Listen to this post
The battle between old-school nostalgia and modern gadgetry has been raging for centuries, but it seems to have reached a fever pitch in recent decades, given our rapid improvements in technology, increase in consumer demand, and cultural divides between old and new. Vinyl or MP3? Satellite or cable? Books or Kindles? Batman or Superman?
This struggle between modernity and tradition is particularly obvious in the world of film, where aging film buffs and modern indie film fans frequently duke it out over which type of film is better – 35 mm, 24mm, 70mm, IMAX, digital…?
With the recent resurgence of throwback film techniques (most notably, Quentin Tarantino’s use of 70mm film to shoot his 2015 western thriller The Hateful Eight – see the clip above), a whole new generation of people are being exposed to some nearly forgotten film styles, and an ancient debate is heating up once again.
What is 70mm Film?
As the advertisements for Tarantino’s latest film proudly proclaimed, the movie would be available for viewing in “Glorious 70mm – Ultra Panavision 70”, and most people had no idea what they meant. Well, 70mm is just another variety of analogue film, more specifically, a film reel with frames that are 70mm in width. The gauge for most motion pictures is 35mm, and while most movies are still wonderful to watch, the difference when you jump to a 70mm gauge is quite noticeable.
The resolution of 70mm film is much better than 35mm, providing a richer visual experience and extremely detailed images that are a joy to watch. This type of film also changes the aspect ratio of the film, stretching it to a wider 2.2:1 ratio, rather than the typical 1.35:1 (known as the Academy ratio) or 16:9 (widescreen ratio). This makes 70mm films ideal for larger and wider screens (for example, IMAX films shoot on a special type of 70mm film).
Now, it’s important to remember that Tarantino is far from the first person to use 70mm film for a movie; in fact, the technology dates back to the very beginning of cinema. Throughout film history, when a director wanted to shoot an epic film, such as Ben-Hur or Lawrence of Arabia, they would choose to shoot on 70mm film. This was perfect for the Panavision movie palaces that featured extremely wide screens and could accommodate the wider image of these early “blockbusters”. However, as the decades passed, movie theaters evolved (and shrank), the popularity of the lighter and less expensive 35mm film grew, and 70mm film fell from popularity, despite its undeniably better quality.
The equipment to transport, store, and play 70mm film was expensive, bulky, and difficult to manipulate, as were the cameras used to shoot with that type of film. Today, there are limited resources in terms of projectors that can play 70mm film, let alone projectionists trained to expertly show these types of films on a regular basis.
Essentially, 35mm film did to 70mm film what digital film is currently doing to 35mm film… making it obsolete. 35mm film was more manipulable for different formats, and could be squeezed and bent more easily without distortion, unlike 70mm film.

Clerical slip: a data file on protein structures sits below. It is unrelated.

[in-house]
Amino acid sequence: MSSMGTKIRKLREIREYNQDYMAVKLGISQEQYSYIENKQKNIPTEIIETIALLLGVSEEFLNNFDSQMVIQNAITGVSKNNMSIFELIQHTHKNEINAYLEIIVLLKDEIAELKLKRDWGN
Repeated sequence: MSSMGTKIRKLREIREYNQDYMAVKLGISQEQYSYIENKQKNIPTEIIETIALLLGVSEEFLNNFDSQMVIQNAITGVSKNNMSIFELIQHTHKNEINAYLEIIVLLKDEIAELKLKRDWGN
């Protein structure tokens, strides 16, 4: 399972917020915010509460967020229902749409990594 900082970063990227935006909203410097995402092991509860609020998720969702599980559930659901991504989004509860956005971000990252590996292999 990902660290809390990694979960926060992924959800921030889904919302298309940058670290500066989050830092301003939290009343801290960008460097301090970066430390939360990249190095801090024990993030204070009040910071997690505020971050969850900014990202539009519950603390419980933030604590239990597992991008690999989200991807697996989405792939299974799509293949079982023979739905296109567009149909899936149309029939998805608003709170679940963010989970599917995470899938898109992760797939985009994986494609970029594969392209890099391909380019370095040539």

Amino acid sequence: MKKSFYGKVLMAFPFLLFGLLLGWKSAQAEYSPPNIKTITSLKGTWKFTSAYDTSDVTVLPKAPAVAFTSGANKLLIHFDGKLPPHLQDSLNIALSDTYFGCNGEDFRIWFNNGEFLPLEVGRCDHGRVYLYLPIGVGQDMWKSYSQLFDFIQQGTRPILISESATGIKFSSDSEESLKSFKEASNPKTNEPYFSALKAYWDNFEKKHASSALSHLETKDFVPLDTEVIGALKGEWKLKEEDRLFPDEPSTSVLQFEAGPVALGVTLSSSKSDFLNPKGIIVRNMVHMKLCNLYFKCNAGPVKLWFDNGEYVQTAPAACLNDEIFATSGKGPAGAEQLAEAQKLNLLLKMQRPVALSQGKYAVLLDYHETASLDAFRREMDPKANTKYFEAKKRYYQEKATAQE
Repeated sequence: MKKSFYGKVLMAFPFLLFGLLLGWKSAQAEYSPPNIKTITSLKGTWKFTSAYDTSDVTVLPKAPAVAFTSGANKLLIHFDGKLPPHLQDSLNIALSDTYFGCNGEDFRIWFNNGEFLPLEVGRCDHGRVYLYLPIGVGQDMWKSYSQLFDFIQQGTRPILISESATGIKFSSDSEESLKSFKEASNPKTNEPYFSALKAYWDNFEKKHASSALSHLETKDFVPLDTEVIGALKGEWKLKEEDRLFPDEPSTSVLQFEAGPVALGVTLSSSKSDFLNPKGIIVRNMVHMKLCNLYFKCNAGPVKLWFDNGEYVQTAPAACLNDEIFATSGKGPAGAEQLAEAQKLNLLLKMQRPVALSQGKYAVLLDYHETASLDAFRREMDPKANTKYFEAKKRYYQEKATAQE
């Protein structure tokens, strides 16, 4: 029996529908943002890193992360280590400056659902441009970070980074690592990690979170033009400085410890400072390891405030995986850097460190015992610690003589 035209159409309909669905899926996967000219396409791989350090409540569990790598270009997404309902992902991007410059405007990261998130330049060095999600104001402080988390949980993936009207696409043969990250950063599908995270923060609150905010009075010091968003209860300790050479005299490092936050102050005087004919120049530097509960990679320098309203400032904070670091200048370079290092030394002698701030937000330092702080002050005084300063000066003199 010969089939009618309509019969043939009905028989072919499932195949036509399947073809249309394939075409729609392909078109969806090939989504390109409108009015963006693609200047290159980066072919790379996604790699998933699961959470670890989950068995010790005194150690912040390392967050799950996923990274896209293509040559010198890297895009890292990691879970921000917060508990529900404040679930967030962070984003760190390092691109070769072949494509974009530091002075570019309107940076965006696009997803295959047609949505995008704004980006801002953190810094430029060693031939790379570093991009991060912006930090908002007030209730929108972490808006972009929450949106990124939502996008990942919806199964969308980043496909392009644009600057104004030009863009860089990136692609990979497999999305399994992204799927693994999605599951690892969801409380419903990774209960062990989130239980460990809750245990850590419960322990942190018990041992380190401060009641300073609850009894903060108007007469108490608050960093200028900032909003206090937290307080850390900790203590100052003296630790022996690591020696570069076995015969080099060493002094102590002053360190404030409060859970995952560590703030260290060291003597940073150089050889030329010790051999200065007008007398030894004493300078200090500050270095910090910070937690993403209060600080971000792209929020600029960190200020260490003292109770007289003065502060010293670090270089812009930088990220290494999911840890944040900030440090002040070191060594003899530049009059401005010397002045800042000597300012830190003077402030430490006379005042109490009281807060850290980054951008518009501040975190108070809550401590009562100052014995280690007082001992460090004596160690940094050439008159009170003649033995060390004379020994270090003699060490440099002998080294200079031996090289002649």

The Digital Revolution
Traditional motion pictures are recorded on analog film frames, whereas digital film is recorded as digital video images. That is a fundamental difference that creates a very different visual experience for movie-goers who prefer “the real thing”. Digital film is captured like a digital photograph, using light sensors and digital receptors to resolve the image, but that’s only the very basic version.
High-definition video (Hi-def) has even better resolution, and this has since been followed up by 2K and 4K, creating an arms race to create the most incredibly clear and detailed movies on the market. Digital film is useful and preferred in many instances because it can be crunched down to whatever size is most convenient, without losing much resolution. For example, a new movie that is shot on digital film, rather than celluloid film, can be manipulated and shrunk to fit on the screen of a tablet or smartphone without compromising picture quality.
In a mobile, device-oriented society, this flexible capability makes it more profitable and sensible for most directors to shoot films in a digital format. Even most old movies have been re-recorded in digital formats for that same reason – ease of distribution and consumption.
One might think that with our ever-advancing digital technology, the resolution would be far better in a high-definition digital film, making the discussion of 70mm vs. digital superfluous. However, high-format celluloid films (70mm) have relatively comparable, if not better, resolution than high-definition digital films. There is also an authentic edge to old-school cinematography, which is often lost in the glossy, sterile, and polished appearance of digital projection.
While neither of these two formats can be called “better” than the other, the decision of whether to support or see a digital film vs. a 70mm film truly comes down to personal preference. For traditional film lovers, a movie shot in 70mm will always be superior to the plasticized images of a digital film, whereas superhero blockbuster fans are almost certainly digital film supporters, considering those CGI effects and epic battle scenes would likely be impossible without digital magic!